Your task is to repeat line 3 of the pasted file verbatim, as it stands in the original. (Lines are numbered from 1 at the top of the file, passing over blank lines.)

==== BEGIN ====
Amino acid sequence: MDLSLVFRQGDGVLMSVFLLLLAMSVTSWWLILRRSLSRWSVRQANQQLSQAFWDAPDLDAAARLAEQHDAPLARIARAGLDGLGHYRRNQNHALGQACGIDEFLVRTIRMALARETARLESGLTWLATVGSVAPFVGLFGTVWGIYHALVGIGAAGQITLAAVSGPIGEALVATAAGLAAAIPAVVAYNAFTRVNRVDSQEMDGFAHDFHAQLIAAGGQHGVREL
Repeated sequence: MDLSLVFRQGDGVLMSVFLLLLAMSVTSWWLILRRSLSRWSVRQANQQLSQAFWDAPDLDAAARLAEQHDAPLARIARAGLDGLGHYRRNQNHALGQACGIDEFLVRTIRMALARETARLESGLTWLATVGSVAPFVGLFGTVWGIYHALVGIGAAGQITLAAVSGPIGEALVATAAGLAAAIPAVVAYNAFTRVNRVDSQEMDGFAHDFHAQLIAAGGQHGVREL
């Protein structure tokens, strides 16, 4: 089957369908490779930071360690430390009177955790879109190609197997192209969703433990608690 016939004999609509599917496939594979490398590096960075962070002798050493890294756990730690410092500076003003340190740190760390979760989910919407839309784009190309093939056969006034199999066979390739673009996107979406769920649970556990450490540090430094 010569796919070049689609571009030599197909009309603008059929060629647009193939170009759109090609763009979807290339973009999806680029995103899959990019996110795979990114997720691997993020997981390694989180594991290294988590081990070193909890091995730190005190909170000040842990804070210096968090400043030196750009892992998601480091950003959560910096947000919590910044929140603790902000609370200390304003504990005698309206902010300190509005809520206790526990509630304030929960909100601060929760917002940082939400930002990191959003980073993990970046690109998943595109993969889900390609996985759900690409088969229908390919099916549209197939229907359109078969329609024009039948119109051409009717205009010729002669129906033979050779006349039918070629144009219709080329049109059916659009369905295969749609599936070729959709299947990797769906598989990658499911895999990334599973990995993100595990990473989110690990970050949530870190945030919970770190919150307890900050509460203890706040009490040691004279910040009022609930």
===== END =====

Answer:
């Protein structure tokens, strides 16, 4: 089957369908490779930071360690430390009177955790879109190609197997192209969703433990608690 016939004999609509599917496939594979490398590096960075962070002798050493890294756990730690410092500076003003340190740190760390979760989910919407839309784009190309093939056969006034199999066979390739673009996107979406769920649970556990450490540090430094 010569796919070049689609571009030599197909009309603008059929060629647009193939170009759109090609763009979807290339973009999806680029995103899959990019996110795979990114997720691997993020997981390694989180594991290294988590081990070193909890091995730190005190909170000040842990804070210096968090400043030196750009892992998601480091950003959560910096947000919590910044929140603790902000609370200390304003504990005698309206902010300190509005809520206790526990509630304030929960909100601060929760917002940082939400930002990191959003980073993990970046690109998943595109993969889900390609996985759900690409088969229908390919099916549209197939229907359109078969329609024009039948119109051409009717205009010729002669129906033979050779006349039918070629144009219709080329049109059916659009369905295969749609599936070729959709299947990797769906598989990658499911895999990334599973990995993100595990990473989110690990970050949530870190945030919970770190919150307890900050509460203890706040009490040691004279910040009022609930």